Baron YoungSmith remarks on the fact that the very same neoconservatives who argued themselves hoarse that the election of Barack Obama would lead to imminent dhimmitude at the hands of a Sino-Islamo-Fascisto-Cuban alliance are now seeming remarkably supportive of an Obama policy agenda whose content—take troops out of Iraq and put a smaller number of troops into Afghanistan while not acting like a jerk on the world stage—is exactly the same as the one they hated during the campaign.
It’s important to understand that this isn’t a softening of neocon madness, it’s exactly what they did in the 1990s. After spending the George H.W. Bush administration in their customary role as the “totally insane” faction of conservative movement foreign policy thinking (key episodes being the insistence that Bush should have marched on Baghdad and commenced an occupation of Iraq, and the 1992 defense planning guidance draft) they spent the 1990s being the less partisan faction of the movement with regard to Clinton’s foreign policy. Basically any president sometimes orders military action somewhere, and whenever Clinton did so neocons would applaud and call politely for even more forceful action while criticizing those Republicans who asked questions. By making themselves useful to Clinton and his supporters, while maintaining an appropriate level of critical distance, the neocons were able to elevate their status within the conservative coalition and emerge as a more influential faction in the W. Bush administration than they’d been in the H.W. Bush or Reagan administration.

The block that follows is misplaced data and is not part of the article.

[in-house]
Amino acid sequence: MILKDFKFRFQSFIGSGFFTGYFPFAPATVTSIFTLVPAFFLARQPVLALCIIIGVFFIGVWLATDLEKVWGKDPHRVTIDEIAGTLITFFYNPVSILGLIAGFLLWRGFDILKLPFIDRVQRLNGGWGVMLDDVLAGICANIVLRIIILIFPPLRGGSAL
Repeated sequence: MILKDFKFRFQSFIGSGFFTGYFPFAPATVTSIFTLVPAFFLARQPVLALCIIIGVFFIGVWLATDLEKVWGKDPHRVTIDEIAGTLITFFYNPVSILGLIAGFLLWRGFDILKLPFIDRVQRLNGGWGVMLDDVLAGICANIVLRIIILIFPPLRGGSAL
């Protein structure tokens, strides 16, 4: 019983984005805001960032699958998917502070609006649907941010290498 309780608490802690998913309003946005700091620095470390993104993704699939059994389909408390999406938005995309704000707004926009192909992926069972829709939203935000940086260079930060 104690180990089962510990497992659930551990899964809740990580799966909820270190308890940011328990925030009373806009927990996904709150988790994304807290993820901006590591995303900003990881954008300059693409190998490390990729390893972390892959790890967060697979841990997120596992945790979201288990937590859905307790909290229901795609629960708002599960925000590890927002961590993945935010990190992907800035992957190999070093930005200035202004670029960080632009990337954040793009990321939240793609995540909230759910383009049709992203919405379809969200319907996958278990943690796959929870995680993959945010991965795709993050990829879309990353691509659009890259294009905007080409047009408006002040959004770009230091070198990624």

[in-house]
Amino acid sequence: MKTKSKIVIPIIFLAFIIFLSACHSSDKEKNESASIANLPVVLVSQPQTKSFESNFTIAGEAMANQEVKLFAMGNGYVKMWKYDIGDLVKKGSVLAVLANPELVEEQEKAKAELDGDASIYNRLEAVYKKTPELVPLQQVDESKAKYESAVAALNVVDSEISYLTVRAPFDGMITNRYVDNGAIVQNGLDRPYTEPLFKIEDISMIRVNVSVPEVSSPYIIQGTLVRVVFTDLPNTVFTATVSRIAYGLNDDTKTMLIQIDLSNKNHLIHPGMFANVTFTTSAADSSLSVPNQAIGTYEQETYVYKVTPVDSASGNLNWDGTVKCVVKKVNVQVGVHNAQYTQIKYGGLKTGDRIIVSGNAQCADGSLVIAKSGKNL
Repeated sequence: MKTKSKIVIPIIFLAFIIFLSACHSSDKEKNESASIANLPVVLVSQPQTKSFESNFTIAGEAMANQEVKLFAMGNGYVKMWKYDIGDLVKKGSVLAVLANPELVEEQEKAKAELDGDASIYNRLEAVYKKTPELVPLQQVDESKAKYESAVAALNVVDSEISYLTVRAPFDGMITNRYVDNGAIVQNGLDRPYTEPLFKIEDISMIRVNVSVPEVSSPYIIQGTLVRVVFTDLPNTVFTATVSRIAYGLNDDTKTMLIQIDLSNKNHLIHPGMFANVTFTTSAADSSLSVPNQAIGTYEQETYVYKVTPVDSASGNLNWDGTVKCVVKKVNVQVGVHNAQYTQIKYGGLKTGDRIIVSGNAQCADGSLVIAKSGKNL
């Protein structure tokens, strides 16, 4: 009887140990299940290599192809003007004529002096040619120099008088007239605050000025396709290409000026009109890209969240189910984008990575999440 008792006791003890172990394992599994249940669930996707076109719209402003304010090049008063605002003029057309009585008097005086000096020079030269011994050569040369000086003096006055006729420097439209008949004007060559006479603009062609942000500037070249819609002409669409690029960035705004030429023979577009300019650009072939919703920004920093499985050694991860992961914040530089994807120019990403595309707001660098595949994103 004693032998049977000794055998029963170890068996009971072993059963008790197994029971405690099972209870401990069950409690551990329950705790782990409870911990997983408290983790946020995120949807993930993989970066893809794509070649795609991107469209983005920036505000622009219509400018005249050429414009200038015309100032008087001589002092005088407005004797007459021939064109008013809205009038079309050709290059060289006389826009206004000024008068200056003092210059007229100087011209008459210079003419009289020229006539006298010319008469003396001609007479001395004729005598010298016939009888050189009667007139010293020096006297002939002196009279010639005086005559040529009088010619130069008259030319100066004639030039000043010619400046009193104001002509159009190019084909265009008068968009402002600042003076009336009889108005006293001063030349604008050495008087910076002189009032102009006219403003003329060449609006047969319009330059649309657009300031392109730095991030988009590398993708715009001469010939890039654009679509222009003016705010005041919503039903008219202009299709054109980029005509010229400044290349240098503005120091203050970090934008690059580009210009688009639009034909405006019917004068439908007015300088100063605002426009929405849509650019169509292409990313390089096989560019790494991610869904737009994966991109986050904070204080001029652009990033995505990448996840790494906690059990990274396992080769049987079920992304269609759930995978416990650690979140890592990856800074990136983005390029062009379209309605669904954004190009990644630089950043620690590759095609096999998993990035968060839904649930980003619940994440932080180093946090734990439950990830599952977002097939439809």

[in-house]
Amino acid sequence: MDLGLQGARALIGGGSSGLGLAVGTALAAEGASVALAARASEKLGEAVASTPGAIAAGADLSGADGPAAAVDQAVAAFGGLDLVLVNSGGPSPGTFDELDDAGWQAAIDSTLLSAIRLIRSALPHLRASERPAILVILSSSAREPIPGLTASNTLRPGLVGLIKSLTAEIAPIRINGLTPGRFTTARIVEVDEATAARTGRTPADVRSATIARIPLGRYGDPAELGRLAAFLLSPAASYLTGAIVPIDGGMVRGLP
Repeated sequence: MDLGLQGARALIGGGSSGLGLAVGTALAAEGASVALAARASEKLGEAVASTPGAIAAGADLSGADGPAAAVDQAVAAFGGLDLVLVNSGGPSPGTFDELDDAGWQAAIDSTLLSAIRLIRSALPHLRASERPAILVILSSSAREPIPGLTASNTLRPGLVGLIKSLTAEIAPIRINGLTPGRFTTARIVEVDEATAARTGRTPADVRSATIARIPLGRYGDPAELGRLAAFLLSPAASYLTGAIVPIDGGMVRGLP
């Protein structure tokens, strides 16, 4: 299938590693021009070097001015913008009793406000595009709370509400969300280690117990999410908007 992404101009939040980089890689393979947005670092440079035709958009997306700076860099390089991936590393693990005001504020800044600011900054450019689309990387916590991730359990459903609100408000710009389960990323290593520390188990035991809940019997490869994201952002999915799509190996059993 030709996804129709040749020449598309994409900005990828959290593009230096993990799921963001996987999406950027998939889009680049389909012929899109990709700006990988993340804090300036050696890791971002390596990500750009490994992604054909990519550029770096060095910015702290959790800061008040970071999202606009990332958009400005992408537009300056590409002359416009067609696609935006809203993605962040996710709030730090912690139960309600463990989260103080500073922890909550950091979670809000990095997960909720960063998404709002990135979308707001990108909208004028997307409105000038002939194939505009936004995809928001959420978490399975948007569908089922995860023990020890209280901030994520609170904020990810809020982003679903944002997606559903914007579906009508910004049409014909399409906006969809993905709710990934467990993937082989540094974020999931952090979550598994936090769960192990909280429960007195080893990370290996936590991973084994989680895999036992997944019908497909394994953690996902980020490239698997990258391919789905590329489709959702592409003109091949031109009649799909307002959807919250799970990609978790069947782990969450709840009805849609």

Going back to these tactics is integral to neocon plans to regain power. And I think it’s working. When PNAC 2.0 was launched, John Nagl head of CNAS spoke at the debut event, and Fred Kagan is speaking at CAP today. Neocons are out of power, but they’re not being banished to the fringes of the discussion, key progressives groups have made them the preferred interlocutors on high-profile issues. In the domestic political context, in other words, neocons very clearly appreciate the tactical and strategic utility of sometimes being nice, of accommodating the interests of others, and of strategic restraint. If only they could figure out a way to apply these lessons to foreign policy.